While it would be a rare case where a trustee would handle a bankruptcy and a liquidation where there was an insolvent trading claim against the bankrupt director, to which the report refers, the Pascoe v Ambernap[3] case cited was in fact more benign, though it involved a trustee as sole shareholder resolving to wind up a company and then becoming its liquidator. This can be permitted where the creditors, assets and factual and legal issues are intertwined, usually with a direction made that the trustee come back before the court in the event that an actual conflict arises.[4] That direction is consistent with practitioners being officers of the court to whom the court entrusts the proper administration of estates.

In a case where the trustees’ national firm had provided tax and accounting advice to parties the subject of examinations who were connected with the bankrupt, the court found no real conflict, relying on the need to avoid extra costs, the views of creditors and the responsibility of the trustees to raise any concerns with the court.[5]

All this suggests that courts may offer a more commercial assessment and legal advice should be informed by that case law.  A regulator’s views of the law are important but not determinative.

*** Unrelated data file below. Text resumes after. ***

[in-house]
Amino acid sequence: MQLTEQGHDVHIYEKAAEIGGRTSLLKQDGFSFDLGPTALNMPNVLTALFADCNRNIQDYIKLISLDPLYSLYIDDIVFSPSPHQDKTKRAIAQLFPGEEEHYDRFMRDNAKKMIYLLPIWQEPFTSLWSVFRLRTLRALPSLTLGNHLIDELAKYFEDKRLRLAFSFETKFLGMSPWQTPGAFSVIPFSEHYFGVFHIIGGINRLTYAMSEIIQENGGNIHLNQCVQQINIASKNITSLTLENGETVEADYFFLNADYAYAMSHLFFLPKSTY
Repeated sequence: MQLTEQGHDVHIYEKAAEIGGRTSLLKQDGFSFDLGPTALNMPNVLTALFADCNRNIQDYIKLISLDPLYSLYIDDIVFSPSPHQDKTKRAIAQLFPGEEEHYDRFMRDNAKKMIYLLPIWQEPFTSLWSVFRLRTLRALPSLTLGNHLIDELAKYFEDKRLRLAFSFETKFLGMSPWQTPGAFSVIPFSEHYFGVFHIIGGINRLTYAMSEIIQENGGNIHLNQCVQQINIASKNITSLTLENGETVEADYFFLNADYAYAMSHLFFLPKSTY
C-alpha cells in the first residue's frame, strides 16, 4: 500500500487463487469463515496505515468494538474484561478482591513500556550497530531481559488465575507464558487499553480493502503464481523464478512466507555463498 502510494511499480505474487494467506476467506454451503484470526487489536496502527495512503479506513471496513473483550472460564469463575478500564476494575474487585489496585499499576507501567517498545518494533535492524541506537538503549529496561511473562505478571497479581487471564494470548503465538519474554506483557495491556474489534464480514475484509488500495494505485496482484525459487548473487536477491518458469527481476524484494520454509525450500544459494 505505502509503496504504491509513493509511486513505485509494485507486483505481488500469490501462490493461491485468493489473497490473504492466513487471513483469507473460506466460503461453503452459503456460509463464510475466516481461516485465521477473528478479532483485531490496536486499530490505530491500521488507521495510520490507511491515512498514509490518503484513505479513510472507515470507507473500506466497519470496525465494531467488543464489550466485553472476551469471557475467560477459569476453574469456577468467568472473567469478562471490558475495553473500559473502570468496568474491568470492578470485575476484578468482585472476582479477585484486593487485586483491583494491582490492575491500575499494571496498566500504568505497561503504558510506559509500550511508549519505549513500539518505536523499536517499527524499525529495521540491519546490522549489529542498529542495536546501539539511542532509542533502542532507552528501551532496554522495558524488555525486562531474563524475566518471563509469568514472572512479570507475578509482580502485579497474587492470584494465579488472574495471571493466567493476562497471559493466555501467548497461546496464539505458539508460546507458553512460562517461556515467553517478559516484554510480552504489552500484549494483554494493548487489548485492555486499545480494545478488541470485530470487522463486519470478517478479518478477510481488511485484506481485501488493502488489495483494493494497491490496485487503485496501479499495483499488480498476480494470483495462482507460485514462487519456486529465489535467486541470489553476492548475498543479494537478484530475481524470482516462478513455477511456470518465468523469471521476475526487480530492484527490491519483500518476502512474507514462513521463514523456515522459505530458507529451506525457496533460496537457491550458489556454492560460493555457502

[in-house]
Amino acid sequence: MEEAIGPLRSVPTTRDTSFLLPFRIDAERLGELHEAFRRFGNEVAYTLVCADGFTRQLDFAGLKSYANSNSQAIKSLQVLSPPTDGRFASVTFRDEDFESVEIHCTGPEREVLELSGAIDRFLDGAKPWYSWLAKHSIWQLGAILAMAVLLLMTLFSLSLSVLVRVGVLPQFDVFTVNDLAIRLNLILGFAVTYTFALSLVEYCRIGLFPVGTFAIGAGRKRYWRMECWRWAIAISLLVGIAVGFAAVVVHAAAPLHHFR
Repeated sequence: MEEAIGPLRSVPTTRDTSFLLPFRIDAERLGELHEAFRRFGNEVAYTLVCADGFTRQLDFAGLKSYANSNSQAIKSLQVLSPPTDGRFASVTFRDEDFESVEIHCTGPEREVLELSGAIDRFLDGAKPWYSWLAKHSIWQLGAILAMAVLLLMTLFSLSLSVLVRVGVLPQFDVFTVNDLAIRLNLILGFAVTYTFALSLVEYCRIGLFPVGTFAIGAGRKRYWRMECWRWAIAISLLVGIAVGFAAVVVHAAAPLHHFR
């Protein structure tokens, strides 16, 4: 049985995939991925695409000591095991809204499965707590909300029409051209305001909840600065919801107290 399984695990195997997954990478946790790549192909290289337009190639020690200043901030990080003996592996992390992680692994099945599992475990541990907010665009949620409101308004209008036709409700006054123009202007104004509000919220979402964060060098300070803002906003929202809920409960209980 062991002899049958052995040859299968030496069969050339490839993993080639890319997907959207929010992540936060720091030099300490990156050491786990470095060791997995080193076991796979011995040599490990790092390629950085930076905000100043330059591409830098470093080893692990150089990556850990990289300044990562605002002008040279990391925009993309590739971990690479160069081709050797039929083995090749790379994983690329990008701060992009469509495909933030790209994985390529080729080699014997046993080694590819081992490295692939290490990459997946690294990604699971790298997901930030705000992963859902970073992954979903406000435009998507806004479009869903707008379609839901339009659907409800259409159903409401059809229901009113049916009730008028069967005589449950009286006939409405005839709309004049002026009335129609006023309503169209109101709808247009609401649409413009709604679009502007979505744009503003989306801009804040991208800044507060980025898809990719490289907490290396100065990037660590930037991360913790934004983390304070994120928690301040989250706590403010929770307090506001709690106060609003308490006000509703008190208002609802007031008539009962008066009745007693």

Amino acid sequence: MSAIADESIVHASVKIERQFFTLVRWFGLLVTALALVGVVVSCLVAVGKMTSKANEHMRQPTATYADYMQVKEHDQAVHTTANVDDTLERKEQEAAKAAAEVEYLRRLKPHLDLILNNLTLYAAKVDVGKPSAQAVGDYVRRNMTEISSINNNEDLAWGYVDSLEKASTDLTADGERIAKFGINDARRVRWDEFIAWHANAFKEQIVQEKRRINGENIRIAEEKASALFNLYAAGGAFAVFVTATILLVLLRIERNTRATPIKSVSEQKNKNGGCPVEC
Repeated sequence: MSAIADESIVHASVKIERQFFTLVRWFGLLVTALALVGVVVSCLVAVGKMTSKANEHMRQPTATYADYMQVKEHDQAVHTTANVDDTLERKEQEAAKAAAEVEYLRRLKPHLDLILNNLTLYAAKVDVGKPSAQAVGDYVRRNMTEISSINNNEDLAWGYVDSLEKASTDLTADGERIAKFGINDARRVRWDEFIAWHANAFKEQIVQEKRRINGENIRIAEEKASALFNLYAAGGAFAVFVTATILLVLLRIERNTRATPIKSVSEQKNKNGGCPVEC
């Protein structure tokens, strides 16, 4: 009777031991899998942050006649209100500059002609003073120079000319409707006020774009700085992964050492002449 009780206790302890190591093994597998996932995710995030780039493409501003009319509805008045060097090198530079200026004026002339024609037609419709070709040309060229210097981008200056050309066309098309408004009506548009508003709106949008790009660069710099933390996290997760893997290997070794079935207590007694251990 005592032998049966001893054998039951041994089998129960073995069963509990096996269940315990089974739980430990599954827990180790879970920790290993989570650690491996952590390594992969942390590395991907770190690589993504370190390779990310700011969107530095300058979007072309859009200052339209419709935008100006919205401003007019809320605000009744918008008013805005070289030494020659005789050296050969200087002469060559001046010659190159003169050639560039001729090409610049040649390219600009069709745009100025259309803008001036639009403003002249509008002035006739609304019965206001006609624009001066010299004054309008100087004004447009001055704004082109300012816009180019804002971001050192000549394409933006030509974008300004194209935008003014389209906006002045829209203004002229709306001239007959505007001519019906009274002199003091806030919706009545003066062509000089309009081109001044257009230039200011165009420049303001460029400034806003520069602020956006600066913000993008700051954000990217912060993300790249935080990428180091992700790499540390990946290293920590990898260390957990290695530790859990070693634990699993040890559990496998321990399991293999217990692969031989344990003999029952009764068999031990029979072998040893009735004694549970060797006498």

AFSA itself

There is no mention in the report of the trustee of over 80% of Australia’s bankruptcies, the Official Trustee. Its independence as a trustee of estates may be a given, including its ready handling of joint estates, but its officers must be subject to duties of disclosure and to avoid conflicts.  As to the law, the provisions of Schedule 2 to the Bankruptcy Act do not apply to the Official Trustee unless specifically stated: s 6-1. While the standards under IPRB Div 42 apply only to registered trustees, including as to conflicts of interest (s 42-20), AFSA does say that “however the Official Trustee will, where appropriate observe these standards.”[6] AFSA also says that its guidance on the proper performance of the duties of a bankruptcy trustee “outlines a broad principles-based framework which is aimed at clarifying the conduct that the Inspector-General expects of trustees, including the Official Trustee”.[7]  

The Official Trustee is necessarily regulated internally, and audited.  It is not subject to the Public Governance, Performance and Accountability Act 2013 as to disclosure of interests, etc: s 18AA

Apart from the Official Trustee, AFSA encompasses the Official Receiver, the Inspector-General, along with Proceeds of Crimes and general trustee for the Commonwealth roles. AFSA says it has a national management board and AFSA’s commercial dealings appear transparent Australian Financial Security Authority – Contract Dashboard (disclosurelo.gs).